Since launching their eponymous Paris-based practice in 1992, Dominique Jakob and Brendan MacFarlane have produced a series of exuberant projects that wouldn’t look out of place in a sci-fi film. For their first notable commission, Restaurant Georges, they inserted four large, aluminum-clad blobs into a stripped-down space in the Pompidou Center [RECORD, September 2000, page 128]. Years later, for their design of the Docks de Paris, they wrapped tubes of bright-green-fritted glass around a warehouse-turned-fashion center on the River Seine [RECORD, June 2009, page 110]. Employing digital design tools to cleverly manipulate materials and form has become a signature for the 19-employee firm.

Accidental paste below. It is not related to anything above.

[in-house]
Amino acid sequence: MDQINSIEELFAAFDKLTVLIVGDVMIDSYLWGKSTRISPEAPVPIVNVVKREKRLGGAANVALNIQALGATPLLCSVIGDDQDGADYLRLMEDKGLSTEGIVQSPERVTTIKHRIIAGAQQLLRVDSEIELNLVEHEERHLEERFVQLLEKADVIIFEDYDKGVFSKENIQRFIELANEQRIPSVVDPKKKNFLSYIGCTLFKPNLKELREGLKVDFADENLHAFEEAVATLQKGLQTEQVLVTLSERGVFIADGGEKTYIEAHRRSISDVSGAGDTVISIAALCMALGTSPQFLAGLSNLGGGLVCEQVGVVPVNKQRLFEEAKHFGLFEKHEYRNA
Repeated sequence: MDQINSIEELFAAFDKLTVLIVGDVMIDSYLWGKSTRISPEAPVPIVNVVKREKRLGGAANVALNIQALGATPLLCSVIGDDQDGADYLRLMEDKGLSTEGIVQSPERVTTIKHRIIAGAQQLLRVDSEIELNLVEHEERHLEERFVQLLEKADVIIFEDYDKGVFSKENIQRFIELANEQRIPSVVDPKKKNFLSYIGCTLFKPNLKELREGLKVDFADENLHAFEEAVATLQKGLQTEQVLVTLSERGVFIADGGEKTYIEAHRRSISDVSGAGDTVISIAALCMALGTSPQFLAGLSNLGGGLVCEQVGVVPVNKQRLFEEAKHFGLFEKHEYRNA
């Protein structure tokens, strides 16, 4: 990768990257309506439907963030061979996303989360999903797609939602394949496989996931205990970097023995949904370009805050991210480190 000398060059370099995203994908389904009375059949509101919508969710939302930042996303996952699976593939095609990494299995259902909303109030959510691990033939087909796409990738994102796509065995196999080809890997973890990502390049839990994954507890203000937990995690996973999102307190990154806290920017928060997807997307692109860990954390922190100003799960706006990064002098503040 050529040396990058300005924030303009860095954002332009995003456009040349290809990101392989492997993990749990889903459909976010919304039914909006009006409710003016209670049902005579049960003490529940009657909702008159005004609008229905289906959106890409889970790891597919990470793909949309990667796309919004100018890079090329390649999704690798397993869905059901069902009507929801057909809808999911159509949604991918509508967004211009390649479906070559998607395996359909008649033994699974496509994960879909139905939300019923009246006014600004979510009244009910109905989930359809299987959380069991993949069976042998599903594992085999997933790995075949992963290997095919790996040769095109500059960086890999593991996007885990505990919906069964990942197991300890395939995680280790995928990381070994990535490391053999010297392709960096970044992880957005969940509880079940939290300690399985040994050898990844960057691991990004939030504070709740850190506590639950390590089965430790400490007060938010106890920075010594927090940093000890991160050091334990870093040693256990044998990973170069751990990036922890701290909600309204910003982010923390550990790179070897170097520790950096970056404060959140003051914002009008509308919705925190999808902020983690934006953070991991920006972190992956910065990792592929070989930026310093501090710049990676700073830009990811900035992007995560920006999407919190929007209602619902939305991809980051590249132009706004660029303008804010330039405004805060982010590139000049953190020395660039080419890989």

With the Orange Cube, Jakob + MacFarlane has shown once again that it likes to push the envelope. Completed last fall, the 67,640-square-foot building, which contains a ground-floor furniture showroom and offices above, is perched on a river’s edge in a converted industrial zone in Lyon, France. Surrounded mostly by gray, modern structures, the six-story box, with its conical gashes and pulsating orange veil, is the life of the party.
On any given day, you’ll find locals and tourists alike gathering outside the building, studying its unusual features and snapping photos.